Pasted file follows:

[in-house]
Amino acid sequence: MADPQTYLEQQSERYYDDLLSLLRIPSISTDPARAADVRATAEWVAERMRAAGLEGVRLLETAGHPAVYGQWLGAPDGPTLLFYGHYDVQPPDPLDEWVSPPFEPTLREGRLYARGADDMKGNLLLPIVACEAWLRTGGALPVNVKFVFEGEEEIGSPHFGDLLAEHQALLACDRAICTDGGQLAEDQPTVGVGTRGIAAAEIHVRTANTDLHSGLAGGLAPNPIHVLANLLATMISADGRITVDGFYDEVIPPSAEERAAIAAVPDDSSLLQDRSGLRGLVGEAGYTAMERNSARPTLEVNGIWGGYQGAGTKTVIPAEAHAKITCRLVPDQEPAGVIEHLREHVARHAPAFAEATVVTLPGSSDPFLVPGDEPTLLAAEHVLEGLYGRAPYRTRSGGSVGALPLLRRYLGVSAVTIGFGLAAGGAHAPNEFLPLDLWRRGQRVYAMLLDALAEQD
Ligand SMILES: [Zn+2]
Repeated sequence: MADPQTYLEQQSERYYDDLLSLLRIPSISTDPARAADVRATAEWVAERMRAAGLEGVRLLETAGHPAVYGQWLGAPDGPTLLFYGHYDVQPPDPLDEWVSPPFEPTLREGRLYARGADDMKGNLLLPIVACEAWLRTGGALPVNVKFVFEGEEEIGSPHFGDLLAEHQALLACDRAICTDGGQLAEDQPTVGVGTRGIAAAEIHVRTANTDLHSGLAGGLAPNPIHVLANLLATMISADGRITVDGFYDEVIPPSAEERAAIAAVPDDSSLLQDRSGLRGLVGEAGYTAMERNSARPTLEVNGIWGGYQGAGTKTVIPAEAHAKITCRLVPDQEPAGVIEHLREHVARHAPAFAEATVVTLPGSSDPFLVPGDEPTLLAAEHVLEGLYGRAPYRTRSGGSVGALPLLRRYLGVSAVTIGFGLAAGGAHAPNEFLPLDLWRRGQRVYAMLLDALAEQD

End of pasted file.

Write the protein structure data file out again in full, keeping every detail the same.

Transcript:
[in-house]
Amino acid sequence: MADPQTYLEQQSERYYDDLLSLLRIPSISTDPARAADVRATAEWVAERMRAAGLEGVRLLETAGHPAVYGQWLGAPDGPTLLFYGHYDVQPPDPLDEWVSPPFEPTLREGRLYARGADDMKGNLLLPIVACEAWLRTGGALPVNVKFVFEGEEEIGSPHFGDLLAEHQALLACDRAICTDGGQLAEDQPTVGVGTRGIAAAEIHVRTANTDLHSGLAGGLAPNPIHVLANLLATMISADGRITVDGFYDEVIPPSAEERAAIAAVPDDSSLLQDRSGLRGLVGEAGYTAMERNSARPTLEVNGIWGGYQGAGTKTVIPAEAHAKITCRLVPDQEPAGVIEHLREHVARHAPAFAEATVVTLPGSSDPFLVPGDEPTLLAAEHVLEGLYGRAPYRTRSGGSVGALPLLRRYLGVSAVTIGFGLAAGGAHAPNEFLPLDLWRRGQRVYAMLLDALAEQD
Ligand SMILES: [Zn+2]
Repeated sequence: MADPQTYLEQQSERYYDDLLSLLRIPSISTDPARAADVRATAEWVAERMRAAGLEGVRLLETAGHPAVYGQWLGAPDGPTLLFYGHYDVQPPDPLDEWVSPPFEPTLREGRLYARGADDMKGNLLLPIVACEAWLRTGGALPVNVKFVFEGEEEIGSPHFGDLLAEHQALLACDRAICTDGGQLAEDQPTVGVGTRGIAAAEIHVRTANTDLHSGLAGGLAPNPIHVLANLLATMISADGRITVDGFYDEVIPPSAEERAAIAAVPDDSSLLQDRSGLRGLVGEAGYTAMERNSARPTLEVNGIWGGYQGAGTKTVIPAEAHAKITCRLVPDQEPAGVIEHLREHVARHAPAFAEATVVTLPGSSDPFLVPGDEPTLLAAEHVLEGLYGRAPYRTRSGGSVGALPLLRRYLGVSAVTIGFGLAAGGAHAPNEFLPLDLWRRGQRVYAMLLDALAEQD